Book Covers: An Artform Lost in the Digital Age?
They say you can’t judge a book by its cover, but sometimes, I admit I do just that. I enjoy browsing the aisles of my favorite book store, letting my eyes run along the rows of colorful book covers, deciding which ones I want to pick up based merely on appearance.
I know it’s shallow. But, as a communications person by trade, I admire the book cover’s ability to convey its hundreds of pages worth of contents to the prospective reader in a tightly rendered, eye-catching image.
That’s why I’m saddened to see the art of the book cover decline as books move from paper to digital. Book cover art is a fascinating mix of fine art and advertising, but does it still have a place in the world of digital publishing?
Music album art faced the same fate when mP3 files replaced CDs. Most often, these covers were photographs of the band, but some featured graphic design, too. Either way, music fans got a little piece of art along with their purchase, and bands got the opportunity to express themselves visually as well as through their music.
Sure, albums still have a digital “cover” that is displayed on iPods or in iTunes. Digital books also have the postage stamp-sized images on places like Amazon, but most customers quickly scroll down to the nitty gritty details, from publication date and page count to reader reviews and other recommended purchases.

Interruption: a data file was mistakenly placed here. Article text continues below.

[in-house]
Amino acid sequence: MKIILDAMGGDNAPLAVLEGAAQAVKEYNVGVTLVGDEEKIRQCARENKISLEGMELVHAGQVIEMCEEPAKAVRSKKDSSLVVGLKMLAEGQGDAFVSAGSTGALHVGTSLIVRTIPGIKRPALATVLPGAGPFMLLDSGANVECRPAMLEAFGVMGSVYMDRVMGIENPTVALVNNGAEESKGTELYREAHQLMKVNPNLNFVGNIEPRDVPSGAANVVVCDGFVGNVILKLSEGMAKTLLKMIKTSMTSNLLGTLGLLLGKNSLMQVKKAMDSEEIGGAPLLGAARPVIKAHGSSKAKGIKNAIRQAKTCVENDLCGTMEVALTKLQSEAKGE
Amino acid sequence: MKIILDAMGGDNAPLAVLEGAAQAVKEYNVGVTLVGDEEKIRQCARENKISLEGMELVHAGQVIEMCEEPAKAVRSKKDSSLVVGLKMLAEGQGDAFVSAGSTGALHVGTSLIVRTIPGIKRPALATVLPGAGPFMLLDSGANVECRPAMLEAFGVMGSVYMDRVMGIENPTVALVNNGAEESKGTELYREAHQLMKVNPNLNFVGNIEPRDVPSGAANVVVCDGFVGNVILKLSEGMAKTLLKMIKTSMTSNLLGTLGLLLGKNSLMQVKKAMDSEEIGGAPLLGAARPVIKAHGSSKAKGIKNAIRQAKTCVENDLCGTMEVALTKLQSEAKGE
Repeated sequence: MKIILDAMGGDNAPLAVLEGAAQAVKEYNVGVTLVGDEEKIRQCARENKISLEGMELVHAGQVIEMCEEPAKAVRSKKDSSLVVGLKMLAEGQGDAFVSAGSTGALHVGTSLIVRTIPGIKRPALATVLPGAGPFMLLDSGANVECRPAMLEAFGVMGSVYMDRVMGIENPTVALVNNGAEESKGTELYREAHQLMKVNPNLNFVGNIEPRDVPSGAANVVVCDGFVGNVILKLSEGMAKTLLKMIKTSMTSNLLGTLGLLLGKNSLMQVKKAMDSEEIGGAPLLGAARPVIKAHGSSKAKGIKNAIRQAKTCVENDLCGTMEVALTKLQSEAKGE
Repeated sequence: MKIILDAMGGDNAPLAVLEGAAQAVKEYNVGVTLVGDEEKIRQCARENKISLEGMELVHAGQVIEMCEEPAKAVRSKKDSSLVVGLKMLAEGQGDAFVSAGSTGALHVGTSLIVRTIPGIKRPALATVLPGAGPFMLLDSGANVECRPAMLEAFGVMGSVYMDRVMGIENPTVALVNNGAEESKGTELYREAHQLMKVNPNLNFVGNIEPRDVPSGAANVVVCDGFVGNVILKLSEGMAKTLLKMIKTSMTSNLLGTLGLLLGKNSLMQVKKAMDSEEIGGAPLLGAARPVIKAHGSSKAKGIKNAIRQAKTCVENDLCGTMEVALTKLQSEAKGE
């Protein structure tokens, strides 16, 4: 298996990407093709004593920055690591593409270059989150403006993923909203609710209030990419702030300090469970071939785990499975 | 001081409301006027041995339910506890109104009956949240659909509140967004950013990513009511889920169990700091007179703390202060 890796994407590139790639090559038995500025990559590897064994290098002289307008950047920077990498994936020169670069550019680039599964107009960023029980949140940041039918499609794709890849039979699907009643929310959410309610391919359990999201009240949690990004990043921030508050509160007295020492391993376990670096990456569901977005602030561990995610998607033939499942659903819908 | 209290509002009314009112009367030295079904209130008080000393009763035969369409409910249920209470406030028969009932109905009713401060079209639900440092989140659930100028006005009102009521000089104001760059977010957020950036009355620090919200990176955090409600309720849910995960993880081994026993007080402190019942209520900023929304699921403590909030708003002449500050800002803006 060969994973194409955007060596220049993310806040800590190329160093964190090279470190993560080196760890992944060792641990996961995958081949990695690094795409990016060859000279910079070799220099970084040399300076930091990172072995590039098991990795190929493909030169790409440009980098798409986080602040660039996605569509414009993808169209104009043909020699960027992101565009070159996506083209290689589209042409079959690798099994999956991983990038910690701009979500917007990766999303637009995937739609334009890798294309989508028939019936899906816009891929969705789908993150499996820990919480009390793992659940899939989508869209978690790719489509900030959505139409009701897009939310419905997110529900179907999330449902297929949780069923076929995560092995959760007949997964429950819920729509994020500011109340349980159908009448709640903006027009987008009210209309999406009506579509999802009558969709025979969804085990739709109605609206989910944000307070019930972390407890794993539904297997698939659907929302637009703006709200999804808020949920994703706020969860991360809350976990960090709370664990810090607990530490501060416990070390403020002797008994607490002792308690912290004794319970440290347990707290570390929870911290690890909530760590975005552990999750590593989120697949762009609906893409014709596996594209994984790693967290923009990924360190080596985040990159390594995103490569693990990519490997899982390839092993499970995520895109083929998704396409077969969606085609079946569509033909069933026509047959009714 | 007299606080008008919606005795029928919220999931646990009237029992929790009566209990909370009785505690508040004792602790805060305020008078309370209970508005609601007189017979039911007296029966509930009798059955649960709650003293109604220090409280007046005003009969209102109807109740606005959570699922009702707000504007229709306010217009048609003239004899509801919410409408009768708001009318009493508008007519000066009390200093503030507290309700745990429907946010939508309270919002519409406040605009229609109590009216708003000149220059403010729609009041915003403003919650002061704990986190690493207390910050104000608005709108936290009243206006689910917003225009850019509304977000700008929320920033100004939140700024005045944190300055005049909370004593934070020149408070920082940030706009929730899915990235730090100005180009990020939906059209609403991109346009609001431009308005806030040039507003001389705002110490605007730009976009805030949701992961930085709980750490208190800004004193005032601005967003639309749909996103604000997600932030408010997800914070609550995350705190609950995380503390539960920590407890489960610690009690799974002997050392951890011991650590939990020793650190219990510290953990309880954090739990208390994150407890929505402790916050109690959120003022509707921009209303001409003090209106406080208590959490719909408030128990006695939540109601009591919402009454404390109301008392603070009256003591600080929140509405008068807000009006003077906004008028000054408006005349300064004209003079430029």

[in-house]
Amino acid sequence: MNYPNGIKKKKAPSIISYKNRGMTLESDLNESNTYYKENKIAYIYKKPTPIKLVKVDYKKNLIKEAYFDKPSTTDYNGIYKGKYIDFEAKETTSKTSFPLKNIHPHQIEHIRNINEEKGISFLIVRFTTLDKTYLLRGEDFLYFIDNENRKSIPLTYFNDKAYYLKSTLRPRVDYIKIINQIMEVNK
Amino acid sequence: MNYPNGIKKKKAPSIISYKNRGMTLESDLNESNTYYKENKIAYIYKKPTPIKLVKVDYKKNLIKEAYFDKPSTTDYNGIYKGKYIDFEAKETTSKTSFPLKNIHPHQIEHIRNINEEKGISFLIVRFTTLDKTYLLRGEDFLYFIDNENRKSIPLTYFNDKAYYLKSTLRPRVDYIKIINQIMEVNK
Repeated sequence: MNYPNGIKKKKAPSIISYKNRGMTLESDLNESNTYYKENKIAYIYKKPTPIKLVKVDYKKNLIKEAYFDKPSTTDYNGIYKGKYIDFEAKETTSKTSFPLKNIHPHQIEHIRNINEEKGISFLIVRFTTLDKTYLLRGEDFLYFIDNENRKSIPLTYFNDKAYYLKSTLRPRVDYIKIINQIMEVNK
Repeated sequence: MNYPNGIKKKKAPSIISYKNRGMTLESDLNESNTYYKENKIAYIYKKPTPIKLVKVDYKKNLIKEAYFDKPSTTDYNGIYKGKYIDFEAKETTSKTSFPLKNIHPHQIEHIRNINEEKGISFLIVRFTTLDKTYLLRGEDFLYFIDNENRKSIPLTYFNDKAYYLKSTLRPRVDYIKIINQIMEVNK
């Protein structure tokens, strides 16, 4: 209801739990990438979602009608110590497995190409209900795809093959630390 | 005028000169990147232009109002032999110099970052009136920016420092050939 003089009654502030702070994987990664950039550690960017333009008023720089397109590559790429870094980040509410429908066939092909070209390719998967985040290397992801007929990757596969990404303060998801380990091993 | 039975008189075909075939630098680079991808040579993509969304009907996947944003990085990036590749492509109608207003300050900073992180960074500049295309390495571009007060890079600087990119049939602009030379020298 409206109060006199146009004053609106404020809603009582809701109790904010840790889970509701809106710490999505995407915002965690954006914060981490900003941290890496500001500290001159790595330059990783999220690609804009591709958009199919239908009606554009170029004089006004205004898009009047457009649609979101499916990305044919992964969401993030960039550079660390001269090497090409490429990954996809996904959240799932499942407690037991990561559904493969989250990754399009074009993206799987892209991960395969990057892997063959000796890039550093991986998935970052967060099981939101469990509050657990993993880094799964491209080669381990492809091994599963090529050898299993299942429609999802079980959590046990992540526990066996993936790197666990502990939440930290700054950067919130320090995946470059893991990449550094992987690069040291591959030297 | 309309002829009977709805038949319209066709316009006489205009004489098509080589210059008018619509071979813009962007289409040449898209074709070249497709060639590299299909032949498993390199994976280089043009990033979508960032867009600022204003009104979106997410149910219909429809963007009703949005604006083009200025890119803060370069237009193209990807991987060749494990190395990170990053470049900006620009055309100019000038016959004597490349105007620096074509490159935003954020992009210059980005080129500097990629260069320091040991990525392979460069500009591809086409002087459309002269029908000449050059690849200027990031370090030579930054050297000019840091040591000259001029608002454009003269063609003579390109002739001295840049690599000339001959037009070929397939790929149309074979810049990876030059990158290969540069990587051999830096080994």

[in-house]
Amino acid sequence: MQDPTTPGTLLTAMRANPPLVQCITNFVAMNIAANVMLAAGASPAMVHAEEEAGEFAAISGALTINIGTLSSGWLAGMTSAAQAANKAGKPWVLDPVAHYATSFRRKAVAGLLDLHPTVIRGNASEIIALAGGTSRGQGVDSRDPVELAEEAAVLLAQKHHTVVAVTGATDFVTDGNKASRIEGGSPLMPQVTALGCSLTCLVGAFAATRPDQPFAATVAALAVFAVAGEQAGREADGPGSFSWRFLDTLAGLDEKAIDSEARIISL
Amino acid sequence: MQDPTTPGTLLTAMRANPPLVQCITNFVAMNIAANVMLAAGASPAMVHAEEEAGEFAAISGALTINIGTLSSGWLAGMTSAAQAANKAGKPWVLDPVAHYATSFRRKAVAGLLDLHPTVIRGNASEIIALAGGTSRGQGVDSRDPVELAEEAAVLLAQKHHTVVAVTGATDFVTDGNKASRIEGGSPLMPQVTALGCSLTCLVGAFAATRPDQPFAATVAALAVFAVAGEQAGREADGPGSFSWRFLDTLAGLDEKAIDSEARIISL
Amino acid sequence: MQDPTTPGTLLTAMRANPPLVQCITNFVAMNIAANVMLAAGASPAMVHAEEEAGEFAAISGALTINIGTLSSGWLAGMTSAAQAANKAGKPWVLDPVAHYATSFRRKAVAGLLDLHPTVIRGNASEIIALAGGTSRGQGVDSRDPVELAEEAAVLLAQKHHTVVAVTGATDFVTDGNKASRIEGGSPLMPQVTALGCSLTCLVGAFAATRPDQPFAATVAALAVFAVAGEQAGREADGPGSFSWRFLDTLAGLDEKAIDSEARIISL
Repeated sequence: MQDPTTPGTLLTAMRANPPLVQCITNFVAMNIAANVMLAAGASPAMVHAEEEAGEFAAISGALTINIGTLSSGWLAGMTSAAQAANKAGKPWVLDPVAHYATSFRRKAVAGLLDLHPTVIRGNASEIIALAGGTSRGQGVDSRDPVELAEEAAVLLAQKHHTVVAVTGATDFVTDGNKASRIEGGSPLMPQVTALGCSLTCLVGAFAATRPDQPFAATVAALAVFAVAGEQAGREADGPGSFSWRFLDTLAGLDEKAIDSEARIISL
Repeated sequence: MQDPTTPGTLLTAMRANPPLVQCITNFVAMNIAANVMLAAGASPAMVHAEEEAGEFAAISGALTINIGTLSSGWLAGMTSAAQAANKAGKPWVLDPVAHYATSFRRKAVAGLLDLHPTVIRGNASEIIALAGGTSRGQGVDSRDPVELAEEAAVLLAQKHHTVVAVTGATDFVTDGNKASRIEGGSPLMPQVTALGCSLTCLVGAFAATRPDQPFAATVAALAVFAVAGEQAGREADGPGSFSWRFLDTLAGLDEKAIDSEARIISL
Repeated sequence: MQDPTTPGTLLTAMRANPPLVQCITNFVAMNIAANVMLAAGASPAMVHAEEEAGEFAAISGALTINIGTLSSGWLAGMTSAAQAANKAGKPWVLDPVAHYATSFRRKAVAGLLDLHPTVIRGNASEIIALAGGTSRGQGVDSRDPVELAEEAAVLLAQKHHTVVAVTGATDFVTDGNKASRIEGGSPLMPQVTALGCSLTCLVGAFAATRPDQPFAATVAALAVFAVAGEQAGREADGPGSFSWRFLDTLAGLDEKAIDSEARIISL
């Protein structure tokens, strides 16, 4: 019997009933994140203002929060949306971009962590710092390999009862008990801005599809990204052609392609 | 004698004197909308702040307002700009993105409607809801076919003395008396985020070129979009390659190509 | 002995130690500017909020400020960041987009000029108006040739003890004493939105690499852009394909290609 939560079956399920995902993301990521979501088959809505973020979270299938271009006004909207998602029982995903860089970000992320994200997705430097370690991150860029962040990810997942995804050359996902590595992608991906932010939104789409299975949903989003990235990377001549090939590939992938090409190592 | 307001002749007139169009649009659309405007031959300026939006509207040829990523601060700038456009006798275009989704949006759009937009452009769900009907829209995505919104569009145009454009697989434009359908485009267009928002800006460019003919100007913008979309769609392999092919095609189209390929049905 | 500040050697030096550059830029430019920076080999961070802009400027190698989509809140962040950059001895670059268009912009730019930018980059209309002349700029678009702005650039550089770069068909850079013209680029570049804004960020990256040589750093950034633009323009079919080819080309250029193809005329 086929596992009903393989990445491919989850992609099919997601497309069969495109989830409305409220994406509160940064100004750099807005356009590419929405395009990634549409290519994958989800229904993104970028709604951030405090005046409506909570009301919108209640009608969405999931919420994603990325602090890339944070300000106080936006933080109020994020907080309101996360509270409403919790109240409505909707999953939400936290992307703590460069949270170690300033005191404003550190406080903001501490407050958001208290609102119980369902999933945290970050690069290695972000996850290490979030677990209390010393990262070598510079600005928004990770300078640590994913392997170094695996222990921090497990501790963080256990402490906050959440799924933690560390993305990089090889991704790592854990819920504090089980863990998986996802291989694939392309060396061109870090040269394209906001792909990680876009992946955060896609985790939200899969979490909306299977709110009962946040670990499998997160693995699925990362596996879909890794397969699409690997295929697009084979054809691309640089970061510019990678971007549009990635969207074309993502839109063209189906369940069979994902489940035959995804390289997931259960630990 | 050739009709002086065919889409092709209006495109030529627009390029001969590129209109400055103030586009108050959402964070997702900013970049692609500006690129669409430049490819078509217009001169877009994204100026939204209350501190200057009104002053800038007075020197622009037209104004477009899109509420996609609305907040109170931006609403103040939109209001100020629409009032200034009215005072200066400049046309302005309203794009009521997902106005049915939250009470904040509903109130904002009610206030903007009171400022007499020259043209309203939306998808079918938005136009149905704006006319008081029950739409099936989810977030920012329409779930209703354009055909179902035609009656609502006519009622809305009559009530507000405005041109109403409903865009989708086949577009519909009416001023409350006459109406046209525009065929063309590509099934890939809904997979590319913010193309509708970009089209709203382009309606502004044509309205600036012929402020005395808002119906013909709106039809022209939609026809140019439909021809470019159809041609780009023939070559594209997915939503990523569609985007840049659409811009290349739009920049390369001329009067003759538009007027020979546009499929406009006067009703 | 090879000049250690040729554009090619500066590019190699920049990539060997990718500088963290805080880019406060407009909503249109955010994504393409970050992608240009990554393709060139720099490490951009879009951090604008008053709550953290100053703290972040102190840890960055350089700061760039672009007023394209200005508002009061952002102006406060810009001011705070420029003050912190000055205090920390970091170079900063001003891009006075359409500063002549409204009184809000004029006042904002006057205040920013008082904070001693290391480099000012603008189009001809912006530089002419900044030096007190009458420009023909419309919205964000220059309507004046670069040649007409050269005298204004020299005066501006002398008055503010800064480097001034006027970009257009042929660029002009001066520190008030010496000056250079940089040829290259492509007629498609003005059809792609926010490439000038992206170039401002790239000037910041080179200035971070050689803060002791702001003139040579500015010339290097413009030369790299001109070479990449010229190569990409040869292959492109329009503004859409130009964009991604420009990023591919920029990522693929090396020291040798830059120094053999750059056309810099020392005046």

Speaking of reader reviews, perhaps these have replaced the book cover as a marketing tool for books online. These community-generated reviews have largely replaced the professional reviews proudly displayed on the back covers of physical books and Amazon pages alike.
But, isn’t the web brimming with examples of digitally-rendered art? Web design is big business, and no matter how important a role content plays, most users still expect to see an aesthetically-pleasing website.
Perhaps the digital book cover should take a cue from web designers, providing an interactive, animated experience for the reader. The cover itself could be clickable, providing information and social sharing options right from your e-reader. Then, just like the tactile, paper-bound book covers before them, digital book covers could continue to be part of the experience of reading a book.
How do you feel about the disappearing book cover? Share your thoughts, including the ways you’d like to see digital book covers being used, in the comments section below.